[Update: Here is the link to the review.]
I (finally!) finished reading Amy G. Remensynder’s book La Conquistadora: The Virgin Mary at War and Peace in the Old and New Worlds, and have sent off a review of it to H-Net; I’ll post a link to it as soon as it’s published there. Here, I thought I’d add some remarks that didn’t make it into the review but which have a bearing on the book project, at least some of which amount to editing my earlier remarks here.
In that earlier post, I said that I suspected Remensnyder would say some things about the “Marian geography” of New Spain. That didn’t come to pass in her book, but that appears to be because (and here I’m speculating; Remensnyder doesn’t discuss this) the Spaniards did not think of the indigenous religions they encountered as competitors with Christianity in the way that they regarded Islam to be in Spain. During the Reconquista, it was the various Spanish monarchs’ goal, as well as that of the Church, to assert the Iberian peninsula’s essential Christian nature, going so far as to claim in a legend that a statue of the Virgin found in a cave predated the arrival of the Moors. In addition, Remensnyder devotes several pages to the competing claims in the Bible and the Qu’ran regarding Mary as the mother of God–in particular, the doctrine of the virgin birth; she even writes of debates held between Muslim and Christian scholars on this and other subjects. As both religions’ adherents are known as People of the Book, the warfare engaged in during the Reconquista was theological as well as military. In this hemisphere, on the other hand, indigenous religious practices–in particular human sacrifice–made simple opposition and imposition of the One True Faith a relatively simple matter for the Spaniards: Cortés was not quite an evangelizer in equal measure to a conqueror, but it would be a mistake not to take seriously his efforts to introduce the Indians to Christianity through Mary as he made his way through Mexico, perfunctory though those efforts may seem to us today.
So, then, Remensnyder produces no Marian geography of New Spain comparable to that which she traces out for Iberia because no one made the argument that Mexico’s essential nature was a Christian one. Rather, her narrative is a record of the superimposition of Christianity on New Spain via Mary as the Church’s principal tool of conversion, a narrative that has as its center La Virgen de los Remedios, whom some of Cortés’s cronistas credited with rescuing the Spaniards on the Noche Triste (their escape from Tenochtitlan on July 1, 1520). Because of her association with Cortés’s eventual triumph over the Aztecs, La Virgen de los Remedios was the most prominent iteration of Mary among the Spaniards, but not so much among the Indians until a legend emerged that her statue had been lost and then recovered from a maguey plant by an Indian named Don Juan (a scene depicted in the painting you see here). The implicit message of this story was that this Mary had come to Mexico to intercede for indigenous peoples as well as for Europeans. Even so, this Mary would in time be superseded in devotion by the dark-skinned, Nahuatl-speaking Virgin of Guadalupe: it would not be she who would lead Spanish armies into battle against the Maya in the south or the Pueblo Indians in the north . . . however, she would lead Miguel Hidalgo’s army against Spain at the beginning of the revolution against Spain.* Both La Virgen de los Remedios and La Virgen de Guadalupe, in other words, became touchstones for a developing sense of respectively, criollo and Mexican identity. (D. A. Brading traces out the Guadalupan thread of that story in his book Mexican Phoenix.) Though Remensnyder does not phrase it this way, she at least hints that if there was a Marian geography of New Spain, it emerged within Spanish subjects who, for various reasons, began to think of themselves less and less as being Spanish.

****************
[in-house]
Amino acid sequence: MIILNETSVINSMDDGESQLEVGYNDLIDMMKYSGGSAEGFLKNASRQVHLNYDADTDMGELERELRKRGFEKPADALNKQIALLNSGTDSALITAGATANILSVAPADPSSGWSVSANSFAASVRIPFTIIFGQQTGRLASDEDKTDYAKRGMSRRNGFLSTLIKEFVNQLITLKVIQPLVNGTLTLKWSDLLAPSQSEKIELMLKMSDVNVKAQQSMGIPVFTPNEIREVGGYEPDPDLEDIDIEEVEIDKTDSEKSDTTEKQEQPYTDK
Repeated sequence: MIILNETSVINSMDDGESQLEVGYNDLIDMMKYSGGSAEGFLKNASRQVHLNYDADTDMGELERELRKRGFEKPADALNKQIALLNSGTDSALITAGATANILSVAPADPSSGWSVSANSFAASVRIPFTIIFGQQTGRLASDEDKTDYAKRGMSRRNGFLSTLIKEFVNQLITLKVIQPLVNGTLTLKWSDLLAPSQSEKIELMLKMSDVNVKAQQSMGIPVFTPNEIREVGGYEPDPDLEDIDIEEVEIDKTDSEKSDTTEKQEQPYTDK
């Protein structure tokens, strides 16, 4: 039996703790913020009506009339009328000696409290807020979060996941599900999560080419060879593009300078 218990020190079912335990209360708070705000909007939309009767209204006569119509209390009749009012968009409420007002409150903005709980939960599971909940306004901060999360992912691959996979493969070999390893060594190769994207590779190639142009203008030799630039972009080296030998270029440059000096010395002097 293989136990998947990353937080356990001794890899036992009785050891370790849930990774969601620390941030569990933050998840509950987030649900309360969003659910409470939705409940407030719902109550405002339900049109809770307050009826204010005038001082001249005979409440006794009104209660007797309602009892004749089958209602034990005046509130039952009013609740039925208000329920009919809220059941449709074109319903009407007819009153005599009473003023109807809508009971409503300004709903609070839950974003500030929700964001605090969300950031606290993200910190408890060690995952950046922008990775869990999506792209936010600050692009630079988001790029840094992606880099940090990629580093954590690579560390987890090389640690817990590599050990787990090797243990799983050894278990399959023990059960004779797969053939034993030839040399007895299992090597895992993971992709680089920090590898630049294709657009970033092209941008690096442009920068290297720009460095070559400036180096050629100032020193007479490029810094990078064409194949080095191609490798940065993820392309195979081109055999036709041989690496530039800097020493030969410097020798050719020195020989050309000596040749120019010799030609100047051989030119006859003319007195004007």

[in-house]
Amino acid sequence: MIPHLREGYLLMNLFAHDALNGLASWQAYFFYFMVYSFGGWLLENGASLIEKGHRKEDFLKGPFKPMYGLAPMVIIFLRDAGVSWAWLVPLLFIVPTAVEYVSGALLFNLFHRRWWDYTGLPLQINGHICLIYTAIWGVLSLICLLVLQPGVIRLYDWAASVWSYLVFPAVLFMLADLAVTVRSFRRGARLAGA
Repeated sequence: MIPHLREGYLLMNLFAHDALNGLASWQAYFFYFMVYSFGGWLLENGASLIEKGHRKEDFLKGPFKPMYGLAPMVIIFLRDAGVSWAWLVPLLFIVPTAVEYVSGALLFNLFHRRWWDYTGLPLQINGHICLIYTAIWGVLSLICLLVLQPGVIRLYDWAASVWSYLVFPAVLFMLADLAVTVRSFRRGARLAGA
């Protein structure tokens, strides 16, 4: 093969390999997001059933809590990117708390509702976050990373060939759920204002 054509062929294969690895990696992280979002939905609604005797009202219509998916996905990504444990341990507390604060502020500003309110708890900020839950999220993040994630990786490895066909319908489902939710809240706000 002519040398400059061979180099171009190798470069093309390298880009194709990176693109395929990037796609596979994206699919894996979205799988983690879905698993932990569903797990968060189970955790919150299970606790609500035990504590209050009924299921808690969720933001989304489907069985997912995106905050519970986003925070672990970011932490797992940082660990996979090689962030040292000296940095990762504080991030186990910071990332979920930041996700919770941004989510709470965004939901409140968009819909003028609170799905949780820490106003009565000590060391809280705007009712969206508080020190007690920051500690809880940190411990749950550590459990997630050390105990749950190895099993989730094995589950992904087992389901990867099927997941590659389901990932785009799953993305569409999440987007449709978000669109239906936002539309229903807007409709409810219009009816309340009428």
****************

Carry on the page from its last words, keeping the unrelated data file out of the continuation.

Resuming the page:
Remensnyder’s book fills a large contextual void for me, at least, regarding the cultural uses to which Mary has been put. It is also frequently enlightening regarding medieval Spain–in particular, the fact that Mary establishes a surprising point of contact between Islam and Christianity. That section also provides me with some further insight into why Spanish priests were fairly receptive toward adopting and adapting practices from other religions into rituals that became part of the cults of these iterations of Mary in New Spain. Though not as strong on New Spain as I had hoped it would be, and though it becomes a bit tedious through repetition in places, I am glad to say that I have this book.
*Remensnyder’s book’s focus in the section on New Spain is almost exclusively devoted to La Virgen de los Remedios, she being by far the one more associated with conquest; Nuestra Señora de Guadalupe receives not even a page. (In Remensnyder’s defense, however, if she had tried to write a book covering every iteration of Mary with any sort of detail, she would not be finishing any time soon.) Because her book ends about a century before the War for Independence, Remensnyder does not mention Hidalgo’s appropriation of Nuestra Señora de Guadalupe as an agent of war. Thematically, however, that story would fit Remensnyder’s point perfectly: Guadalupe is usually the embodiment of the traditional images we have of the Virgin as peace loving, caring and nurturing: the Maternal incarnate. And yet even she is not immune to being used for bellicose purposes.